Nieuws - 13 september 2012

Simulation model exposes logistical weaknesses

Food industry is vulnerable due to complex logistics. Simulation model helps make risks manageable.

Needless logistical hitches cost companies a lot of money.
For many food companies, the logistics have become more vulnerable in recent years. Through globalization, food travels increasingly long distances and consumers demand higher standards of quality and variety. Also, companies hold less stock due to cost considerations. PhD student Jelena Vlajic analysed the bottlenecks causing incidental problems for food companies and pinpointed the weak links in the chain.
'Food companies should be prepared for these disturbances', says Jelena Vlajic. 'Hitches in the system cost money. Take the amount of waste in the supply chain caused by products that don't meet the standards of the purchaser.'
Vlajic looked at possible improvements that could reduce the vulnerability of companies and used her data to develop an Event Management System: a simulation model with which food managers can simulate the consequences of a kink in the chain. The model can also be used to test ways of preventing the problem or of limiting the damage.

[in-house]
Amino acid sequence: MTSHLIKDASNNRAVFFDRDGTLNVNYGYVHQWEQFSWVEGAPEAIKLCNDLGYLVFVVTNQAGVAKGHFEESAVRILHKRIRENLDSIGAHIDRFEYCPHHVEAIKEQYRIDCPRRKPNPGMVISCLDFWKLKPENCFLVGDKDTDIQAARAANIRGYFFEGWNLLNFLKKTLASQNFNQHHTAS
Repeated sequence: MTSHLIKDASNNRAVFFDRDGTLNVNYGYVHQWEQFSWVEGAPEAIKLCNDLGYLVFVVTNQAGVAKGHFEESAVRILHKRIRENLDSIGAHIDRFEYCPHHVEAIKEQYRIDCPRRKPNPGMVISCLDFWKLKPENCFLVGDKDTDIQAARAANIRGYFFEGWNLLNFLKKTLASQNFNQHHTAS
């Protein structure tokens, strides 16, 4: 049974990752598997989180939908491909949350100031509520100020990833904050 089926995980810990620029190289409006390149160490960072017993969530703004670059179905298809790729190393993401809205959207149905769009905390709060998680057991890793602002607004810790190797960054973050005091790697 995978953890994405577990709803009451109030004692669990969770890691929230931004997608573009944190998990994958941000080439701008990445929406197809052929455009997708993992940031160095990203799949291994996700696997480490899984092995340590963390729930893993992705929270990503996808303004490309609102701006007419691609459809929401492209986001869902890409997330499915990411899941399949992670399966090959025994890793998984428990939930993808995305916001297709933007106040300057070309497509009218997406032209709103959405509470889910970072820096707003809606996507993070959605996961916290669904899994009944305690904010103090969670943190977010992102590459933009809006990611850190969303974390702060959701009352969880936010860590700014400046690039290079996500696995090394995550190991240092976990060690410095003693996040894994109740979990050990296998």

Kink in the chain
In food logistics there are no blanket solutions, emphasizes Vlajic's supervisor Jack van der Vorst - solutions depend on the policy choices food companies make. They can reject products that don't meet their standards and send them back, making the supplier foot the bill. That costs your company nothing but the chain costs are high and you end up with less of the product. You can also make deals with suppliers regarding the quality of the product they deliver. Then you impose some quality control before the product reaches you. You only do this when a product is very important to you, says Van der Vorst. The risk management choices made can differ per company and product category, depending whether a company prioritizes low prices or sustainability. The method developed by Vlajic, who receives her PhD on 12 September, clarifies the consequences of these strategies if something goes wrong.